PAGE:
Creativity abounds in the middle of the Piney Woods
By Jennifer Babisak
When I was growing up in Lufkin, it seemed that the thick pine forests that played such a pivotal role in the area’s economic development also served to shield it from cultural progress. With the naiveté of youth, I overlooked my hometown’s virtues, thinking that big cities held exclusive keys to enlightenment. Of course I was wrong—Lufkin’s art scene was established more than 30 years ago with the founding of the Museum of East Texas. And over the past decade, with the MET’s expansion, the construction of Angelina College’s 900-seat Temple Theater, and the establishment of the Angelina Arts Alliance, the arts have blossomed in this town of 36,000 people. On a trip to Lufkin last fall, I spent a weekend exploring the thriving art scene and enjoying the influx of artistic talent—from emerging musicians to internationally recognized artists and dancers.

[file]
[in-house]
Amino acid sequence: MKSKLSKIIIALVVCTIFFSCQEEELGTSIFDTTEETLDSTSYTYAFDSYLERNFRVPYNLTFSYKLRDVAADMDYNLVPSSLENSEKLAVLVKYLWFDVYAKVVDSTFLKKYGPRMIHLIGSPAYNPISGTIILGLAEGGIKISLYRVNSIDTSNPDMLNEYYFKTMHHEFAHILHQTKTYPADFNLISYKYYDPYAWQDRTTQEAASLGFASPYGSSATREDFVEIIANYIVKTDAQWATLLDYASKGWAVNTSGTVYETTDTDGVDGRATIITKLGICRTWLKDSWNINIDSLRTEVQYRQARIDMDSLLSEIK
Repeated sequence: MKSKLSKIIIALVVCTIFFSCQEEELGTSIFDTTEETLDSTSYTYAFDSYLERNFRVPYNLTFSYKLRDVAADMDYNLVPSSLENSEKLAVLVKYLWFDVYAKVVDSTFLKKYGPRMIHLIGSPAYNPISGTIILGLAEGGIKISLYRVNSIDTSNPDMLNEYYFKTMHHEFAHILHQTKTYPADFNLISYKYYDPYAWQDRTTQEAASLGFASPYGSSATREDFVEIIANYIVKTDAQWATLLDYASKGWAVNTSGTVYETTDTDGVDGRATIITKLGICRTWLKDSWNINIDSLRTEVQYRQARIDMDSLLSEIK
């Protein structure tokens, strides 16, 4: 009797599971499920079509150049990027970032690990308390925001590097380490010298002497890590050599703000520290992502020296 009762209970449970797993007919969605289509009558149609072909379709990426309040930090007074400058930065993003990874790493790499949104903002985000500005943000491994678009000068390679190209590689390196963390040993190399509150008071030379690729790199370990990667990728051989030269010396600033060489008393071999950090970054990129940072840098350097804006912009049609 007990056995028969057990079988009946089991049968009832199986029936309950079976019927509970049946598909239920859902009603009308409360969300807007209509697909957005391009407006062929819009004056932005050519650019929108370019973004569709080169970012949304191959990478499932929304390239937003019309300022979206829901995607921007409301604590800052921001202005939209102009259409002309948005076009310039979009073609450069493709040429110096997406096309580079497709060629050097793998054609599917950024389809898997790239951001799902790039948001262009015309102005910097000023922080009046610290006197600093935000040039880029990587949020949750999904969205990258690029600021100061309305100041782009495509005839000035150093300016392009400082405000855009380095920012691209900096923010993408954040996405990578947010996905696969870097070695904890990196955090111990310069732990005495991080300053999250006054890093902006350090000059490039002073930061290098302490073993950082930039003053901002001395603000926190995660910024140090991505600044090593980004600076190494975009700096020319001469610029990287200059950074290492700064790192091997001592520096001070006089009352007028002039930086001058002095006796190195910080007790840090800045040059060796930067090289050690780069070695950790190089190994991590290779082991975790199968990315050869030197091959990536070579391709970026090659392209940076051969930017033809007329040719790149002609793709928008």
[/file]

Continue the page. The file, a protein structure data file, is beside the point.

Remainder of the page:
Driving through downtown, I can’t help but notice a series of murals splashed across the sides of buildings. These five murals, painted by native East Texas artist Lance Hunter from 1991 to 2000, depict local people and places of historical significance. For example, the 17.5-foot by 60-foot Laying Tracks, on the exterior of the Lufkin ISD administration building, shows a Native American woman known as Angelina, who befriended early Spanish explorers in the region, boldly leaning from the front of a steam engine as it speeds down the tracks. With her extended right hand, she holds a lantern illuminating scenes from the Lufkin area’s future—men tilling clumps of earth and straddling stacks of cut timber. An-gelina is the only woman for whom a Texas county was named (Lufkin is the county seat).